Facebook May Be Worth $100B, But What Are You Worth To Facebook?

It’s almost here. The big day. Can you feel the excitement? Yes, if all goes according to plan on Friday, Mark Zuckerberg will ring the NASDAQ bell in a hoodie, the big blue social network will go forward with one of the largest IPOs for an Internet company in history, the markets will hit a fever pitch, the Four Horseman of the Apocalypse will update their statuses — and the rest of us will just go back to using Twitter.

Nonetheless, Facebook is expected to go public at a valuation between $92 and $103 billion. As such, it’s pretty clear what Facebook is worth to us (really, to the market), but the real question is: How much are you worth to Facebook? Hmm?

Thanks to online privacy company Abine, we now have a simple tool by which we can calculate our monetary value to Facebook. In good old dollars and cents.

To illustrate the potential for Facebook to lose sight of the importance of the individual (and his or her privacy) amidst the pressure to maintain its ridiculously high valuation/metrics, Abine has created a quiz called the “Val-You Calculator,” which, based on your answers to seven questions, determines the dollar value you represent as a user.

These questions ask you where you live (most of Facebook’s ad revenue comes from North American companies), how many friends you have, whether or not you play Zynga games, for example, all in an effort to demonstrate that your personal data comes with an implicit dollar-value.

According to Abine, its Val-You Calculator uses data from Facebook’s S-1 filing, as well as “independent financial and market research analysts, Facebook advertisers, and our own internal modeling and estimates.” A little bit of magic, and presto, you can see how much revenue you generate for the little blue social network.

Of course, when it comes to IPOs, with a ton of financial information being disclosed for the first time, naturally the magnifying glasses come out, books are scrutinized, business models molested, etc. For better or for worse. Regardless of the hot air that gusts from pundits, privacy will continue to be a serious concern for Facebook users going forward. In fact, just last week, Facebook launched a major update to its privacy policies in compliance with an audit by the Irish Data Protection Commissioner.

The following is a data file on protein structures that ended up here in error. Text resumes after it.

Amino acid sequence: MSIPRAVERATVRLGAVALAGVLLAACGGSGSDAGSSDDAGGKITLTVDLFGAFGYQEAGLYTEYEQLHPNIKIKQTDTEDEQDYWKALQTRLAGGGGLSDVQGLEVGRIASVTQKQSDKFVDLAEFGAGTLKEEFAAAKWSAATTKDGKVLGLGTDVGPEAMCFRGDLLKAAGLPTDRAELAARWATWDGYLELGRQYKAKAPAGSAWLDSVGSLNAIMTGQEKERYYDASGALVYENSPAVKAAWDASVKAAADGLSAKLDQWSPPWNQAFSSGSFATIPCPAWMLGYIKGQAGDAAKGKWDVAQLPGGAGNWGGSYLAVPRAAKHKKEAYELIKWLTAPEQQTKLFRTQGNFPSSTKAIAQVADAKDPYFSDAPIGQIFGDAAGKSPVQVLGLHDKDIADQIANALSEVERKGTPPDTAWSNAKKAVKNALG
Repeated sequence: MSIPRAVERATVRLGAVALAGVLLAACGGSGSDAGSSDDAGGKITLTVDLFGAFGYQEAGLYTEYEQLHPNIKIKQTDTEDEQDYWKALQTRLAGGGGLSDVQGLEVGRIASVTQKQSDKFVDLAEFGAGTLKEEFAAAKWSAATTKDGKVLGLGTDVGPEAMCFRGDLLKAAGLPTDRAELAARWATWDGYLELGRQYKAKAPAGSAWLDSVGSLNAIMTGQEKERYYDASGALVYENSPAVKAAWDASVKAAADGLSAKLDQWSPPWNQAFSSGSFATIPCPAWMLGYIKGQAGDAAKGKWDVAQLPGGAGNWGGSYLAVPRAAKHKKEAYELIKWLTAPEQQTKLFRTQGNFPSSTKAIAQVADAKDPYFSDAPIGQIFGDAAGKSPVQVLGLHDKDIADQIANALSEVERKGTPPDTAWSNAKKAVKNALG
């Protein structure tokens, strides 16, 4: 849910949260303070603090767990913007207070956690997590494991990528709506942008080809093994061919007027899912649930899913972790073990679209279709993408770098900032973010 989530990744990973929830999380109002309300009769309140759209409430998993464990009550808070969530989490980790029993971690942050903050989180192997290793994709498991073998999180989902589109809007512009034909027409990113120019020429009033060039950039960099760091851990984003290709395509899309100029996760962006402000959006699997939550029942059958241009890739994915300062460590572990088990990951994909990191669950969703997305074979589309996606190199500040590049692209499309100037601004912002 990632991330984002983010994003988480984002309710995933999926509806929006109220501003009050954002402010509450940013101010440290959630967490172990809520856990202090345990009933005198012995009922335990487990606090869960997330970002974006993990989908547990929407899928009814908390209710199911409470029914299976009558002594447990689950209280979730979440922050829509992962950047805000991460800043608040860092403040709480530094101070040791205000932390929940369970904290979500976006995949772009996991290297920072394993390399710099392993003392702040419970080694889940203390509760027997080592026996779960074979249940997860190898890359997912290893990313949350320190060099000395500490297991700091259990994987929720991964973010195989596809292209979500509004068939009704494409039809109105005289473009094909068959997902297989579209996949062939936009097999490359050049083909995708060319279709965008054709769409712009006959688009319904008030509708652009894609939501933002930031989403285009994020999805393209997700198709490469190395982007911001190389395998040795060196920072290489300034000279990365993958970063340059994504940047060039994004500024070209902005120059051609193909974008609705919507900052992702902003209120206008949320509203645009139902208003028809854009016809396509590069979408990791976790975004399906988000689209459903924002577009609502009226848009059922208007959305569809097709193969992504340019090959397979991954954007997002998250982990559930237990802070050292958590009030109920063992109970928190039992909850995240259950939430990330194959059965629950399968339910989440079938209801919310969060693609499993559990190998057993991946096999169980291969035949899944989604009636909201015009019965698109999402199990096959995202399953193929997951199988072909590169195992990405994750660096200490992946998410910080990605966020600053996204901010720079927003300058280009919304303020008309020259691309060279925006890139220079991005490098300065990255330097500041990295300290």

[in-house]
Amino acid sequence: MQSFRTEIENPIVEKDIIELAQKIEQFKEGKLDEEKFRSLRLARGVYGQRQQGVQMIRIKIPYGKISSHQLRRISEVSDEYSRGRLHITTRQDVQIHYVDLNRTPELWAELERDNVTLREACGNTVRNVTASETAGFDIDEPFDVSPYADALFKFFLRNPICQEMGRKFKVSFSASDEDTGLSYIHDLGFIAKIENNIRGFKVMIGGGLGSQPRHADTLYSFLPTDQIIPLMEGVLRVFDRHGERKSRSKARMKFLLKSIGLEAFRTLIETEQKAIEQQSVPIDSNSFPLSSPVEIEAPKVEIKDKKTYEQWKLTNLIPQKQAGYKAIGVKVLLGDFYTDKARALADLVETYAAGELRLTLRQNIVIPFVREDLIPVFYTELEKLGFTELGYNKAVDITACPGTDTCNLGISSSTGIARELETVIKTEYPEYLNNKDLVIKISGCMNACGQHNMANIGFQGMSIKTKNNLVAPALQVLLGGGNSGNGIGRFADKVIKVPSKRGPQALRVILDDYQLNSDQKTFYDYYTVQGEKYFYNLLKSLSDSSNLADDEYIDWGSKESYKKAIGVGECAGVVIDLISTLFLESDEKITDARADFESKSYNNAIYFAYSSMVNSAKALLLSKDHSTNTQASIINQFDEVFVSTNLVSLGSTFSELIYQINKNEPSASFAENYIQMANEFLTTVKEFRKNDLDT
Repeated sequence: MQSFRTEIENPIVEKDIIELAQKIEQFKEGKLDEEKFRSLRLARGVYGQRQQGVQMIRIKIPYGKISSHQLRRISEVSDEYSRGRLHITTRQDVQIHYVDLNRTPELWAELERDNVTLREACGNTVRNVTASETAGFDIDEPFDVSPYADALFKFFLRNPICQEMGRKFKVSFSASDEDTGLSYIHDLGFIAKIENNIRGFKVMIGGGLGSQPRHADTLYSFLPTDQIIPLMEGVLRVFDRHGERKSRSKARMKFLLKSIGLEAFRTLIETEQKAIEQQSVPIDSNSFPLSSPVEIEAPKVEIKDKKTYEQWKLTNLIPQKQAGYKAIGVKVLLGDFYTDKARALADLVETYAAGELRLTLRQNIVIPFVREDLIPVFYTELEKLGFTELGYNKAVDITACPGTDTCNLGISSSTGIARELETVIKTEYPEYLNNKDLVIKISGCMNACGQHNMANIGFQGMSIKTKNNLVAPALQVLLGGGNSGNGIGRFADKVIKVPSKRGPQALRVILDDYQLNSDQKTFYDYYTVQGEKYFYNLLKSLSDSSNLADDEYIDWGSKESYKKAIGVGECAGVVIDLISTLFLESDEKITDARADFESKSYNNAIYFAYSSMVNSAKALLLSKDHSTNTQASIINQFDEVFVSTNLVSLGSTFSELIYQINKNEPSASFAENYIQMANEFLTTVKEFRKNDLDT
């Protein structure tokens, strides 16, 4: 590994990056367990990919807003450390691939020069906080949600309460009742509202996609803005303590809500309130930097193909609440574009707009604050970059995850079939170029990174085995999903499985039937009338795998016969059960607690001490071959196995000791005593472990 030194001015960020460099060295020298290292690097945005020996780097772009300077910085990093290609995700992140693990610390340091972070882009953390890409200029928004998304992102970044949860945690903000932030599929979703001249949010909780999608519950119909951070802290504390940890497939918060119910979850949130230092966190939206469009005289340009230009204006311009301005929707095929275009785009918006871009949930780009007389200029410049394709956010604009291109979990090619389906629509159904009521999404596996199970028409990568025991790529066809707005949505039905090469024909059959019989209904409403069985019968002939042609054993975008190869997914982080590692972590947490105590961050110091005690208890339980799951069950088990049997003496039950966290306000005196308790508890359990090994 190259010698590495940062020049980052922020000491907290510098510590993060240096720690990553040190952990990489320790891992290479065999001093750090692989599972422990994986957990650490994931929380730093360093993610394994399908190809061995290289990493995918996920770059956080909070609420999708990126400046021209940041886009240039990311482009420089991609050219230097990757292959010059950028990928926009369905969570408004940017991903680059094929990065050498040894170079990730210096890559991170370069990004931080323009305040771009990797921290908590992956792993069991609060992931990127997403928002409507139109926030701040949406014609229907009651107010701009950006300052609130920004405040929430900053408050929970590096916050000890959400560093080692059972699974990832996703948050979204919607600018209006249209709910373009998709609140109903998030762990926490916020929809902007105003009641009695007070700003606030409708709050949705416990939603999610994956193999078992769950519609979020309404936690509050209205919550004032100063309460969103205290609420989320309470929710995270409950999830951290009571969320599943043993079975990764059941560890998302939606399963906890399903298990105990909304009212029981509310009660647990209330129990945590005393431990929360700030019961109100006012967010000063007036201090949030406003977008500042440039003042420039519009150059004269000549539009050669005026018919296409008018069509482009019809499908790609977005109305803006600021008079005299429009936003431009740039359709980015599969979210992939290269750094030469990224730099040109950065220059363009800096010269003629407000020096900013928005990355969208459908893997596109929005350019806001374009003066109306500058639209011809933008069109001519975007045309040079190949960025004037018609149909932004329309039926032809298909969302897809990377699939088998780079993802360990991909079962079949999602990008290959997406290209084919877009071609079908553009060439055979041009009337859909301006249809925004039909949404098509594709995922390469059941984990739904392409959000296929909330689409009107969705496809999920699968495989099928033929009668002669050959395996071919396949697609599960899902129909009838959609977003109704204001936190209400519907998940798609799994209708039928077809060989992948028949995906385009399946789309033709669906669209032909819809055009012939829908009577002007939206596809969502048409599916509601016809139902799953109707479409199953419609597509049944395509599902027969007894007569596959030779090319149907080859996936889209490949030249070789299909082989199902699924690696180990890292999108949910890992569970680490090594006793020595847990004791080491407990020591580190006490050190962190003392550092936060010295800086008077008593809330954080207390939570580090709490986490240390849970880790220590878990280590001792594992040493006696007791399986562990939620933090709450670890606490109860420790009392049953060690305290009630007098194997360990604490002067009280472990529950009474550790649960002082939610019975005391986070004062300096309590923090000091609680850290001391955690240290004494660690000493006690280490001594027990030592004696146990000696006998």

Among those changes, Facebook one-upped Google and created the “Facebook Terms and Policies Hub” to bring its 10 critical privacy policy documents under one roof. As the social network explained in a blog post, the changes are being made in an effort to increase the level of transparency around its handling of users’ personal data. And, as Josh details, for the most part, these changes seem logical, user friendly, and anything but suspicious, as some might have you believe.

That being said, with a scary-big user base creating even scarier amounts of big data, and considering that its model revolves around revenue derived from targeted, personalized ads, privacy advocates believe that the coming pressure to beat projections in the public markets leaves our personal data in a precarious position. The shortest line between A and big quarterly gains is a straight line to selling our private data to marketers.

In a recent survey, Abine found that 75 percent of its users wouldn’t leave Facebook alone in a dark room with their data, a sentiment that was confirmed by an independent AP-ABC poll in which nearly 60 percent of respondents had “little to no trust in Facebook to keep their information private.”

By updating its privacy policies, Facebook is working to allay those concerns, and it’s made progress. Yet, as Josh points out, privacy policy won’t be its only concern. Beyond making moves to stay on the right side of the law, down the road Facebook may face government regulation in regard to privacy. If a governing body were to place restrictions on how the company launches products, or displays features, for example, it could become increasingly vulnerable to the competition.

As it feels the pressure to drive big returns, Facebook may be forced to devise more clever ways to utilize data. It can think bigger, and will, but then it has to worry about mobile. As it has itself admitted, mobile is a big threat, and the company’s growth may be impeded as it works to keep up adequate transparency and has to show fewer ads per user as a result.

Whether or not this will significantly affect revenue in the long-term remains to be seen, however, thanks to Abine and Val-You, at the very least, Facebook will know exactly how much ad revenue each of its users represent. And that, my friends, is priceless.

Sadly, I was only worth a little over $50 to Facebook. Clearly, I’m not a good customer. What about you?

For more on Abine, find them here, or get your own Val-You appraisal here.